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Trumka: Primarying Lincoln Was 'Priceless', Dems Will Realize Their Timidity

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Hoping to shape the narrative around the expected loss of Democratic congressional seats in the fall election, AFL-CIO President Richard Trumka argued on Tuesday that the lesson learned from the past two years will be that Democrats were too timid with their legislative ambitions.

"Those battle-worn Democrats will understand that they faced tough races not because they did too much but because they did too little," said Trumka.

Speaking to a small group of political reporters from the union federation's offices overlooking the White House, Trumka argued that the president, up until recently, lacked a clear argument for his economic agenda. That, combined with pared-down reform on a host of policy fronts, has left the party in a precarious state -- though one that, Trumka argued, is not as bad as the pundits are predicting. Democrats, he predicted, will hold on to both chambers of Congress.

The union leader was particularly pointed when making the case that Democrats are primarily responsible for their own precarious political states, even if the AFL-CIO helped put them there. He expressed no regrets for a failed attempt to knock off Senator Blanche Lincoln in a Democratic primary, calling the effort (which cost the union millions of dollars) "priceless" and arguing that purging members on matters of principle was, in turn, a principled thing to do.

"We will do it again," said Trumka. "You will see us doing more primary races in the future. Not less. More. And some of them will be successful and some of them won't. But people understand we are willing to fight for working people, And by the way that generated a whole lot of enthusiasm in the state. We now have more volunteers in that state then we have ever had before... She gave us no votes. She didn't help working people. It doesn't matter whether it is a Democrat or Republican working against you, the result is the same. "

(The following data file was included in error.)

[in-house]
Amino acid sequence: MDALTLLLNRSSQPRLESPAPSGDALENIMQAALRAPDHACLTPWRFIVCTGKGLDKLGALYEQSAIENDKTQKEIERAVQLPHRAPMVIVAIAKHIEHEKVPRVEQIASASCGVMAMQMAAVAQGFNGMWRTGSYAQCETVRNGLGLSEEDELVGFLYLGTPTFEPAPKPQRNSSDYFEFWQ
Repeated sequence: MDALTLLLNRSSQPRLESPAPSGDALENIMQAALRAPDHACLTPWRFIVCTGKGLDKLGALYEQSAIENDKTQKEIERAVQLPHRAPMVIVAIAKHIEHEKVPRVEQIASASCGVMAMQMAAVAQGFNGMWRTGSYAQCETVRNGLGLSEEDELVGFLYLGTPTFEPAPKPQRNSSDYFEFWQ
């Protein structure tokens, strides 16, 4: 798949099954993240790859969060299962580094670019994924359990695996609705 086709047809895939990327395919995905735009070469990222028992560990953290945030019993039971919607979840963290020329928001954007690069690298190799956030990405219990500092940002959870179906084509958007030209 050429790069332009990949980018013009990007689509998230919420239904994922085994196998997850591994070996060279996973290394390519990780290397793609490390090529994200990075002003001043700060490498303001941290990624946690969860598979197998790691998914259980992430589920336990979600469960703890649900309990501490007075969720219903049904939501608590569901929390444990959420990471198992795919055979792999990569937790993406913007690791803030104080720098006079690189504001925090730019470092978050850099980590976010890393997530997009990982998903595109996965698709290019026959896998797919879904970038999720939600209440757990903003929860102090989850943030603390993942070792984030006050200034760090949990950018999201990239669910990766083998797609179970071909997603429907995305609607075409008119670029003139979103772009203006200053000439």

Echoing the type of arguments often heard within progressive circles, Trumka also argued that the health care law that has become toxic for some Democrats would have been more of a boon for the party if it included a government-run insurance option.

"It would have made it more effective," he said. "It would have made it more able to control costs. I think if it would have been in there, there would have been a lot more enthusiasm for it. But it isn't. So the question becomes, the decision between the old system and the new bill, without the public option, which one is an improvement? Which one gets us close to where we want to be? There is no question that the bill that was passed gets us closer than the old system..."

Taken together, Trumka appeared to be laying the groundwork for the post-election argument bound to surface if Democrats lose a substantial number of seats. While the White House has put the onus for electoral success on whether or not "base" voters end up coming out to vote, labor seems to be making the inverse case. Voters, Trumka argued, are there to be motivated. But the elected officials within the party failed to provide them with compelling reasons to show up.

"What I hear on the ground is, people didn't say you went too far on health care," he said. "They say 'You didn't do enough. You should have had a public option. You should have had this; you should have had that. You didn't go too far on job creation, you should have created more jobs.' No one has said to me, 'You know, Rich, you guys went too far in regulating Wall Street.' Most people want to tar and feather them for what they have done."

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